The final year of national literacy and numeracy testing should move from Year 9 to Year 10, a major report has recommended.
The report received by education ministers on Friday also said the NAPLAN test should be brought forward from May to as early as possible in the year so results can be used more productively by schools and teachers.
And the test should move beyond literacy and numeracy to include a new assessment of critical and creative thinking in science and mathematics.
The review, conducted by Emeritus Professor Barry McGaw, Emeritus Professor Bill Louden, and Professor Claire Wyatt-Smith, called for a new test to be known as Australian National Standardised Assessments (ANSA).
NAPLAN testing did not proceed this year because of the coronavirus pandemic.
The cancellation also meant testing of the expanded online NAPLAN platform didn't happen.
In 2019, the first widespread trial of NAPLAN online was plagued by technical issues, with many students unable to complete their tests first go.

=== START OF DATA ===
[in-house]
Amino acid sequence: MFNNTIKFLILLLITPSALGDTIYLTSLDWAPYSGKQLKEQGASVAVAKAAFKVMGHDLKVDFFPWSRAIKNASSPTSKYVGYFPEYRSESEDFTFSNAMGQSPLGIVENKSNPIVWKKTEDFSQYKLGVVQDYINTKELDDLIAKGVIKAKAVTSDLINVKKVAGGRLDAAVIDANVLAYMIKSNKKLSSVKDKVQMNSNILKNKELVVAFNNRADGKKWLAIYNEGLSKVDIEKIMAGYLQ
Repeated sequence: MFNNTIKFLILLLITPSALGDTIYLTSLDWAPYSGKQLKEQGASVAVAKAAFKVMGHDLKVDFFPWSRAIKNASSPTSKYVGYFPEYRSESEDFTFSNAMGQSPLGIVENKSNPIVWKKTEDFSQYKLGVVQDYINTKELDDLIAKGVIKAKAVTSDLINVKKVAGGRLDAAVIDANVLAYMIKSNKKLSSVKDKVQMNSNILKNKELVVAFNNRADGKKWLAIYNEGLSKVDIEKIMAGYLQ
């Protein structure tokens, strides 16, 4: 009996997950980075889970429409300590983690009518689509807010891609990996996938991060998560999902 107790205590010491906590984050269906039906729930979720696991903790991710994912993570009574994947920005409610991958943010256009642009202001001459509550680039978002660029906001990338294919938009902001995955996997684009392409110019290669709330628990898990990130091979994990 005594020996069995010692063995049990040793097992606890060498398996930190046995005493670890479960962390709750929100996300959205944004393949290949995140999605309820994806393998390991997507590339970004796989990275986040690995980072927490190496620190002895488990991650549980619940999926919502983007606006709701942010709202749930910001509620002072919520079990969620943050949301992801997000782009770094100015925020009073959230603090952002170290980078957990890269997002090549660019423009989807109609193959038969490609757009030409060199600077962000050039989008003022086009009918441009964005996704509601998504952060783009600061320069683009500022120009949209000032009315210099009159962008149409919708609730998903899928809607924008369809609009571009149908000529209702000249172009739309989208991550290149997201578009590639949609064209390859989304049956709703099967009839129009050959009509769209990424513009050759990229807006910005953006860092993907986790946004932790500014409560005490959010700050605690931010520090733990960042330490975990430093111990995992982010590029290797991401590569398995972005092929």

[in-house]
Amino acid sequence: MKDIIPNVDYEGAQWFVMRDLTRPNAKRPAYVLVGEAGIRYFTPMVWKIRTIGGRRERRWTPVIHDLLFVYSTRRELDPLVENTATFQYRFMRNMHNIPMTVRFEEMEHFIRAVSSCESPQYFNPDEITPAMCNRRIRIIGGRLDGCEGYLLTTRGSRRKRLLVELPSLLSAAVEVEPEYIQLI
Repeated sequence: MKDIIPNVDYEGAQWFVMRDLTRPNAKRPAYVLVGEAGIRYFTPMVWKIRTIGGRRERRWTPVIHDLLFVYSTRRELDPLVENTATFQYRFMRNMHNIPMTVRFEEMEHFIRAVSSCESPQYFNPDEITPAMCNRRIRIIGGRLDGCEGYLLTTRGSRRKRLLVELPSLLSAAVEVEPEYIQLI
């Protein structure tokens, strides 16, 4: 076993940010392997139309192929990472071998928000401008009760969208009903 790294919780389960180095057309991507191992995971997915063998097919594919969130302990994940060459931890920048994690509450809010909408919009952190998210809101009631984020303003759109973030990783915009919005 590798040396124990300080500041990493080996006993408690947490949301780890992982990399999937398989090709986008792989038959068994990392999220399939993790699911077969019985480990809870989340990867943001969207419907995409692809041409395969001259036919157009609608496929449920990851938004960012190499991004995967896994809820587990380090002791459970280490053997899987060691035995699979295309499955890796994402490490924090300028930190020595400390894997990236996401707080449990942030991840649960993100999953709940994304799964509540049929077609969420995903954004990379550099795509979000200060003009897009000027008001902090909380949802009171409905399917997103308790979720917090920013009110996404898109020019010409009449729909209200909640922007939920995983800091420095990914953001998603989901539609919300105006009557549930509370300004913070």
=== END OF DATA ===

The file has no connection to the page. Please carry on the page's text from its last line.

Victoria, NSW, Queensland and the ACT commissioned the independent review in a bid to ensure it better met the needs of students, teachers and parents.
Victorian Education Minister James Merlino said the recommendations should be supported.
"The time is right for a new test," he said.
Queensland Education Minister Grace Grace said while the review acknowledged that standardised testing should remain, it needed to be improved.
"It is clear that the current NAPLAN testing is not world's best practice," Ms Grace said.
"Our classrooms have changed drastically in the past twelve years, but our standardised testing has not."
From 2008 to 2019, national NAPLAN results have revealed improvement in reading and numeracy in primary schools but not in secondary schools, static performance in writing in Years 3 and 5, and a decline in Years 7 and 9.
They have also revealed different patterns among the states and territories.
Queensland and Western Australia have improved more than the others, but they started behind the ACT, NSW and Victoria and have not surpassed them.
Federal Education Minister Dan Tehan said NAPLAN was needed more than ever.
"The test itself is improving. The move to online testing will mean results are returned faster and can be interrogated at a more granular level to further improve our understanding of student and system performance," he said in a statement, after being briefed on the report.
"Getting all states and territories to transition to NAPLAN online remains our government's priority. Changing the name is not."
He said NAPLAN was not created to teach literacy and numeracy.
"If NAPLAN results have not improved that's a failure of our education system, not the NAPLAN test. You don't blame the thermometer if you have a high temperature."
Australian Associated Press